For the time being, we can’t make predictions, because right now things are settling down. Some are ceasing to resist to Moïse’s presidency, but the three biggest candidates after him (from the Pitit Dessaline, LAPEH and Fanmi Lavalas parties) still don’t acknowledge the result. And how could they acknowledge it, after the government chose to not comply with the verification that had been commanded by the electoral decree. That result is unacceptable.

Haiti’s Unit of Financial Control reported in 2012 that Jovenel Moïse had committed the crime of money laundering. Nobody threw any light on this issue. And now it comes up again. Tomorrow, the director of that Unit will hold a press conference, because he presented all necessary documentation for this crime to be investigated. Four Senators of the Republic are demanding for this to be addressed, and they have written an open letter to the President of the Senate, asking for the President-elect to explain everything before the ceremony of inauguration, because things are unclear. What sort of hope can the people have when there are so many doubts?

Moïse is in Dominican Republic since yesterday and the Haitian people have only found out about this through the Dominican press. He didn’t even inform the country he was going there, because he knows well that there are huge and painful issues between Haiti and the Dominican Republic regarding migration, because the Dominican government has passed a Decree (no. 68/13) to expel Haitians. Just two weeks ago, an entire Haitian family was beaten to death in the Dominican Republic. And now Moïse goes to the Dominican Republic.

We can’t really hope for anything when we know that those who supported Moïse’s candidacy are the Haitian oligarchy, the wealthy of the country, US imperialism, the “international community” (France, Canada, and so on)… After Hurricane Matthew, Moïse used an enormous amount of money to send rice and construction materials to people in need, with his picture printed on every package, and he had helicopters at his orders to go to places where nobody else could go. Where did this money come from? Obviously there are powerful people behind him. And he’s going to have to cater to their needs, because they haven’t given him all this money so that he can solve the problems of the poor.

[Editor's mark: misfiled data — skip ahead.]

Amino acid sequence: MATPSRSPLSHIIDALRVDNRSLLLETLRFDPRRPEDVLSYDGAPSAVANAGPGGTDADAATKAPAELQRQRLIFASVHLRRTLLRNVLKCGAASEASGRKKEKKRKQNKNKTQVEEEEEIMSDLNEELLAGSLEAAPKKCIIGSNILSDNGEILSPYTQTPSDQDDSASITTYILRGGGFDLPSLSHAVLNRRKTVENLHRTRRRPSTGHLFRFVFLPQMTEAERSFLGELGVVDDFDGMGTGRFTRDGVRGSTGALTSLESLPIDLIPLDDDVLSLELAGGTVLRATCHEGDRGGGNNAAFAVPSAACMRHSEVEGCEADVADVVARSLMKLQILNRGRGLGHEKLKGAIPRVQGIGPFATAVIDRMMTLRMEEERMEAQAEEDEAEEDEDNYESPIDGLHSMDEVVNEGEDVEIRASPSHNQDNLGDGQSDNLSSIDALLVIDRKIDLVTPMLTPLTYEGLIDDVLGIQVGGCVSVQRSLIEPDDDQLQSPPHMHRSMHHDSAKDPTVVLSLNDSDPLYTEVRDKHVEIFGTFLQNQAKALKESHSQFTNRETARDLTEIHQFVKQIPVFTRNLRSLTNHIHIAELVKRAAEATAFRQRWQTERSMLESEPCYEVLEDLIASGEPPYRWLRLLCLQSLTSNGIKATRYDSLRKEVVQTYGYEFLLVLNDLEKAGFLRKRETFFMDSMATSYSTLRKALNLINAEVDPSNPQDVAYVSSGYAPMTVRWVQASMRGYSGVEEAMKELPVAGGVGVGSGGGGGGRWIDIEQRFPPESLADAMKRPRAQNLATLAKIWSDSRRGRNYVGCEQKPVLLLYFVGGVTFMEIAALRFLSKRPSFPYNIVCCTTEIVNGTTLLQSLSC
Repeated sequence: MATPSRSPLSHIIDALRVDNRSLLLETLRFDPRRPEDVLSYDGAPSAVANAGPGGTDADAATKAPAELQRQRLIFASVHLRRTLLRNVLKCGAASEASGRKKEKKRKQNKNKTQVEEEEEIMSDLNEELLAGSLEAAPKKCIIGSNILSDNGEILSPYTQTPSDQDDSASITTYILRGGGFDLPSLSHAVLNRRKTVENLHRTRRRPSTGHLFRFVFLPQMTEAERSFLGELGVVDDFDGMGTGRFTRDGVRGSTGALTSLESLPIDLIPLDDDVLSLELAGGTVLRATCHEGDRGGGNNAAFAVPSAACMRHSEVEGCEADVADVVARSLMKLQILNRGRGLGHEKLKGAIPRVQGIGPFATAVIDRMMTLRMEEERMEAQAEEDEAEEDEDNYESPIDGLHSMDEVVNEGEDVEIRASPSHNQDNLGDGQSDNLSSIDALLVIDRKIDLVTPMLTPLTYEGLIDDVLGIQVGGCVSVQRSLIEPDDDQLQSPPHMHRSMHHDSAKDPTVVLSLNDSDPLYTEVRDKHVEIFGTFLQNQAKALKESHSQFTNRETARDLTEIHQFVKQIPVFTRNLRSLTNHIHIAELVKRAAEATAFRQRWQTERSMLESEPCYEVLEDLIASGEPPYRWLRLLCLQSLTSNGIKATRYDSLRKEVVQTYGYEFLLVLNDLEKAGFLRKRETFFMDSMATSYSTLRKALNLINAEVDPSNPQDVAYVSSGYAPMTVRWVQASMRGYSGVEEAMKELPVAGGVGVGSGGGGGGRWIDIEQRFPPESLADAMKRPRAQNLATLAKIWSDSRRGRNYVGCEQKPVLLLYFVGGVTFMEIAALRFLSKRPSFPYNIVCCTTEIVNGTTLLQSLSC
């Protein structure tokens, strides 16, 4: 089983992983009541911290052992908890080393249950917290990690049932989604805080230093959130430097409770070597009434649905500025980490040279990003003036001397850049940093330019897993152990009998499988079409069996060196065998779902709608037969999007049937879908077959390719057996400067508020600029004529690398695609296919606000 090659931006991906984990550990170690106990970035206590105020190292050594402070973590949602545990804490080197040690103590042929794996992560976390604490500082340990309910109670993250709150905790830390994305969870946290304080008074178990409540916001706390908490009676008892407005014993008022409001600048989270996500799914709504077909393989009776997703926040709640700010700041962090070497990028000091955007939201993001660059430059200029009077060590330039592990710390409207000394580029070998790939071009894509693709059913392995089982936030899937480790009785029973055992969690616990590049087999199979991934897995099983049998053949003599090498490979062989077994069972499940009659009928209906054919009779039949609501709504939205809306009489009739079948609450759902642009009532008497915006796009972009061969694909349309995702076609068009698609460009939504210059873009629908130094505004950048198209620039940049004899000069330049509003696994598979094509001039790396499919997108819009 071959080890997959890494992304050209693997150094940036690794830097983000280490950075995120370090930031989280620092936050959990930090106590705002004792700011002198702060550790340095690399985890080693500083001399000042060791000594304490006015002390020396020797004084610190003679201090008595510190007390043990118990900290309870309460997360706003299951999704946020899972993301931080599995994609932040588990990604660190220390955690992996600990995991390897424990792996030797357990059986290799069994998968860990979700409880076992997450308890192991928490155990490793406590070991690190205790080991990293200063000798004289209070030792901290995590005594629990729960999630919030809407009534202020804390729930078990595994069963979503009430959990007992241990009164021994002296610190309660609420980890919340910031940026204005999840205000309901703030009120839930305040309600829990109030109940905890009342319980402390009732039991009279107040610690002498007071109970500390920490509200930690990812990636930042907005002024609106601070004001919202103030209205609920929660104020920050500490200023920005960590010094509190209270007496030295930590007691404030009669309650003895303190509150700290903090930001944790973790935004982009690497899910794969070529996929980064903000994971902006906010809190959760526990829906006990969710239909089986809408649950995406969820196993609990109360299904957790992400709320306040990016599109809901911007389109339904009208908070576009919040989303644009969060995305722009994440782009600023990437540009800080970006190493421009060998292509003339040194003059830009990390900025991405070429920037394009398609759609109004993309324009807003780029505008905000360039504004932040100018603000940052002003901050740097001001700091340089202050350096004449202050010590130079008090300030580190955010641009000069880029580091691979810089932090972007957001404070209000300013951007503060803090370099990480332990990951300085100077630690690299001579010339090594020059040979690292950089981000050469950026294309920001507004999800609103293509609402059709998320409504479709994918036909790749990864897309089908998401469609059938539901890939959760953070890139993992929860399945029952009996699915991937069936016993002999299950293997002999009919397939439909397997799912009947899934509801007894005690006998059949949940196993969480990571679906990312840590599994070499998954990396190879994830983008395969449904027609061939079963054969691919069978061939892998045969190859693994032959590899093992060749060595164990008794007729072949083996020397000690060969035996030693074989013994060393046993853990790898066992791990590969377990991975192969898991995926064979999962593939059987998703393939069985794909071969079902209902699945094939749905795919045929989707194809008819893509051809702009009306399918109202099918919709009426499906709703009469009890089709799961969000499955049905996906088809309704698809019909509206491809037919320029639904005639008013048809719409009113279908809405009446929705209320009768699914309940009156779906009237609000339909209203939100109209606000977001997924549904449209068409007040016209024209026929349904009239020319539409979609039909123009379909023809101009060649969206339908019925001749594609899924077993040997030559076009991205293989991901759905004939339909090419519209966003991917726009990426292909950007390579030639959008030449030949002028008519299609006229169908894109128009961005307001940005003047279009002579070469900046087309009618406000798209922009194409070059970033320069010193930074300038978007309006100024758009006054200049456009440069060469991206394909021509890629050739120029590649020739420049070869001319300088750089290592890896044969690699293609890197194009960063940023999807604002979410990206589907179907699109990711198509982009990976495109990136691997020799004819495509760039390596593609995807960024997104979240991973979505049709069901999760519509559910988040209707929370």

Since the fall of the dictatorship in 1986, the popular movement has tried (with its mistakes, successes and limitations) to fight for more justice and better distribution. Now the bourgeoisie is trying to break the backbone of this movement and trying to create, in Haiti, a sort of far-right front to “win” the elections. But they can’t win, because their leader was chosen by little more than half of the 21% that voted. When Aristide was elected in 1990, he was truly chosen by an enormous amount of people and nobody doubted his victory [in September 1991, a coup ousted him].

Then, I have no hope. I only know that problems are on the rise and the problems of the people won’t be solved, and there’s going to be confrontation. I don’t like to predict the future like a fortune teller, I only try to take it step by step and see clearly, because in a situation as complex, painful and difficult as this one, it would be irresponsible to try to forecast or announce great things. I even have to admit that I thought that the announcement of Moïse’s victory would be met by immediate marches on the streets. But there wasn’t such a response. And we’re studying why. When such protests take place, they are going to be heavily repressed, and that might be one of the reasons, because you can’t go out and fight when you’re being expected. There was also betrayal, and there are many things going on in Haiti that make it more difficult to make a prediction for the future, but the only thing I dare to say is that the people can’t expect a solution to be provided by the government. Days ago they even detained one of their own Senators, who had campaigned with Moïse: Guy Philippe, who was wanted by the DEA. They detained him and humiliated him, and the president-elect didn’t say a word about it. He didn’t even send a letter to the current government or to the US embassy requesting an explanation, nor demanded his ally to be freed. He’s a coward.